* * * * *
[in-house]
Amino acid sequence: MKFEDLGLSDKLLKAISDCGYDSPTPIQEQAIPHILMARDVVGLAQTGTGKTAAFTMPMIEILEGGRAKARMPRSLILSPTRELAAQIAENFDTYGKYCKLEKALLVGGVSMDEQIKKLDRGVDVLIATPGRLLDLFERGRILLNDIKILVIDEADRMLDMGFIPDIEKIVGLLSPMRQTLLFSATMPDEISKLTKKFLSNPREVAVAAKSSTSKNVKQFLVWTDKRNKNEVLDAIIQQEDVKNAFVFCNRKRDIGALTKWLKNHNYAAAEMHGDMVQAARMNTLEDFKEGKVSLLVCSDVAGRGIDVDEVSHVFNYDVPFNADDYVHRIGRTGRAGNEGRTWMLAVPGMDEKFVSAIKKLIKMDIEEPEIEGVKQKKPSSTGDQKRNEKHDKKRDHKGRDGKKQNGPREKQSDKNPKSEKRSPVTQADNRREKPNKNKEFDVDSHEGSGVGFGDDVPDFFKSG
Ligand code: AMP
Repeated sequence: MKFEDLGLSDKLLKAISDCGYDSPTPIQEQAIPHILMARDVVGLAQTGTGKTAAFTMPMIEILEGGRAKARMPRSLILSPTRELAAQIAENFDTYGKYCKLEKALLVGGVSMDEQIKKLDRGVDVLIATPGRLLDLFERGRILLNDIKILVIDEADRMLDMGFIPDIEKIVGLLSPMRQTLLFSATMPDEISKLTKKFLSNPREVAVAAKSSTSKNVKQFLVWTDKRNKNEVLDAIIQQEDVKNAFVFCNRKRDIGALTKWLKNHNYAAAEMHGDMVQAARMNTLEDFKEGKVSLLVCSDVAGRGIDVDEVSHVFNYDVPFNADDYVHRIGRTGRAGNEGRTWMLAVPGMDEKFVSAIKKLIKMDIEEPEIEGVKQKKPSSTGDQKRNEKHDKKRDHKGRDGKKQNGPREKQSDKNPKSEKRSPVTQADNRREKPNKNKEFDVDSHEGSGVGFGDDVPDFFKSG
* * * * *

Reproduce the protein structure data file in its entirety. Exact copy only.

[in-house]
Amino acid sequence: MKFEDLGLSDKLLKAISDCGYDSPTPIQEQAIPHILMARDVVGLAQTGTGKTAAFTMPMIEILEGGRAKARMPRSLILSPTRELAAQIAENFDTYGKYCKLEKALLVGGVSMDEQIKKLDRGVDVLIATPGRLLDLFERGRILLNDIKILVIDEADRMLDMGFIPDIEKIVGLLSPMRQTLLFSATMPDEISKLTKKFLSNPREVAVAAKSSTSKNVKQFLVWTDKRNKNEVLDAIIQQEDVKNAFVFCNRKRDIGALTKWLKNHNYAAAEMHGDMVQAARMNTLEDFKEGKVSLLVCSDVAGRGIDVDEVSHVFNYDVPFNADDYVHRIGRTGRAGNEGRTWMLAVPGMDEKFVSAIKKLIKMDIEEPEIEGVKQKKPSSTGDQKRNEKHDKKRDHKGRDGKKQNGPREKQSDKNPKSEKRSPVTQADNRREKPNKNKEFDVDSHEGSGVGFGDDVPDFFKSG
Ligand code: AMP
Repeated sequence: MKFEDLGLSDKLLKAISDCGYDSPTPIQEQAIPHILMARDVVGLAQTGTGKTAAFTMPMIEILEGGRAKARMPRSLILSPTRELAAQIAENFDTYGKYCKLEKALLVGGVSMDEQIKKLDRGVDVLIATPGRLLDLFERGRILLNDIKILVIDEADRMLDMGFIPDIEKIVGLLSPMRQTLLFSATMPDEISKLTKKFLSNPREVAVAAKSSTSKNVKQFLVWTDKRNKNEVLDAIIQQEDVKNAFVFCNRKRDIGALTKWLKNHNYAAAEMHGDMVQAARMNTLEDFKEGKVSLLVCSDVAGRGIDVDEVSHVFNYDVPFNADDYVHRIGRTGRAGNEGRTWMLAVPGMDEKFVSAIKKLIKMDIEEPEIEGVKQKKPSSTGDQKRNEKHDKKRDHKGRDGKKQNGPREKQSDKNPKSEKRSPVTQADNRREKPNKNKEFDVDSHEGSGVGFGDDVPDFFKSG